New to the TFSA? 4 TSX Stocks to Buy With $6,000

The tech stock selloff has created a March 2020-like opportunity to buy the dip. Here are four stocks to buy and hold in your TFSA.

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The Canada Revenue Agency (CRA) offers a Tax-Free Savings Account (TFSA) to all Canadians over 18. This account is different from other registered accounts, as it gives tax benefits on withdrawals, and there is no lock-in period. This means you can buy stocks today through the TFSA and withdraw in a month, a year, or 10 years, and no tax would apply, as you need not report this income in tax filing. 

However, like all tax-benefit schemes, the TFSA has a contribution limit. For 2022, the TFSA contribution limit is $6,000. The bearish tone of the market, especially tech stocks, has created an opportunity to buy fundamentally strong stocks at attractive discounts. 

Four stocks to buy with $6,000 TFSA money

I have picked four TSX stocks that have the potential to generate high capital appreciation and distribution in the next three years: 

SmartCentres REIT 

The rising inflation and interest rate have created a recession-like environment, impacting real estate. Toronto home sales fell 27% sequentially in April, even when the average selling price (ASP) fell 3.5%, as per data from the Toronto Regional Real Estate Board. This dip is normalizing the housing market after near-zero interest rates drove house prices to new highs. Even though SmartCentres is a retail REIT, it is expanding in residential properties in Toronto. 

The housing market won’t significantly impact SmartCentres due to its high exposure to Walmart-anchored stores. The REIT survived the pandemic, and it can survive the recession. The stock was hit by the market selloff and fell 12% from its April high. This is a good time to lock in a distribution yield of over 6%. 

Descartes Systems

I advocate buying Descartes stock on the dip because of its resilient business model and diversified customer base. The company provides software solutions to manage supply chains and logistics. The global supply chain challenges are only compounding with wars between countries and new trade sanctions. This could increase demand for Descartes’s global trade solutions that help companies adjust to the changing trade agreements. This cycle could take time to reflect in the earnings, driving the stock price later this year. 

Descartes stock has delivered 30% average annual returns in the last 10 years. Buying the dip can accelerate this growth as trade becomes complex. 

Magna stock 

You can’t get good returns in the future if you invest in current growth. The stock prices reflect the future growth expectations. But the market bearishness gives you opportunities to buy future stocks at a discount. Automotive components supplier and third-party automotive manufacturing provider Magna is one such stock.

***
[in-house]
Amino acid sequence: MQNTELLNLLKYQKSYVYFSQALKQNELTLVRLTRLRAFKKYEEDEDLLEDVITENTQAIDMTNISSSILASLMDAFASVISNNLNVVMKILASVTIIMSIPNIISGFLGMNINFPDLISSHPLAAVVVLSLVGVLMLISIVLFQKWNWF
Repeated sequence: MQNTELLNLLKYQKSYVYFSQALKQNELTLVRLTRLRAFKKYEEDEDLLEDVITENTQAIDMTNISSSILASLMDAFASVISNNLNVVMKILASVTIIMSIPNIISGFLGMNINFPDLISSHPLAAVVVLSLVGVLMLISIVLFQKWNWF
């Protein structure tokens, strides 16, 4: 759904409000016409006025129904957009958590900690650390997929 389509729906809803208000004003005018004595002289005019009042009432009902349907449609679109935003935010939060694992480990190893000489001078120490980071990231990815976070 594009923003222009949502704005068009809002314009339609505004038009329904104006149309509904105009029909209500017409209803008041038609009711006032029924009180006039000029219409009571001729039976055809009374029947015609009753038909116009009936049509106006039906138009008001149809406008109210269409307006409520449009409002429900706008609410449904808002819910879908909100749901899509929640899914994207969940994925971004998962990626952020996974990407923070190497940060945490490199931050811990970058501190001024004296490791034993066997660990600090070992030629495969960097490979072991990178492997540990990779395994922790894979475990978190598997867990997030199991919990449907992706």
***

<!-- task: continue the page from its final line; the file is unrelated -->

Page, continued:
It is prepared to tap the electric and autonomous vehicle (EV/AV) growth trend. But the semiconductor supply shortage followed by inflation, rising interest rates, and COVID lockdowns in China (the largest auto market) pulled back EV growth for some time. Hence, Magna stock dipped more than 35% from its 52-week high. While the year 2022 would be gloomy for automotive, the recovery could see a significant surge in Magna stock as it has invested in the long-term growth trend. 

Dye & Durham stock 

The tech selloff took all good tech stocks with it, but Dye & Durham is a stock that has the potential to rebound because of the stickiness of its software. The information services and workflow management software provider is in the midst of its biggest acquisition of Link Group. This acquisition will expand Dye and Durham’s presence in the U.K. and Australia.

DND stock has dipped 60% in the tech selloff, and it is trading at 10.8 times its forward earnings per share. The valuation could fall further after adding the Link Group. Moreover, a DND survey shows that Canadian legal professionals are becoming more accepting of digital transformation after the pandemic, highlighting organic growth opportunities. 

Rarely do you see a tech stock give a regular dividend, but DND gives a 0.5% dividend yield. A 60% discount is too lucrative a price to ignore for a growth stock like DND. 

This article represents the opinion of the writer, who may disagree with the “official” recommendation position of a Motley Fool premium service or advisor. We’re Motley! Questioning an investing thesis — even one of our own — helps us all think critically about investing and make decisions that help us become smarter, happier, and richer, so we sometimes publish articles that may not be in line with recommendations, rankings or other content.

Fool contributor Puja Tayal has no position in any of the stocks mentioned. The Motley Fool recommends Magna Int’l and Smart REIT.

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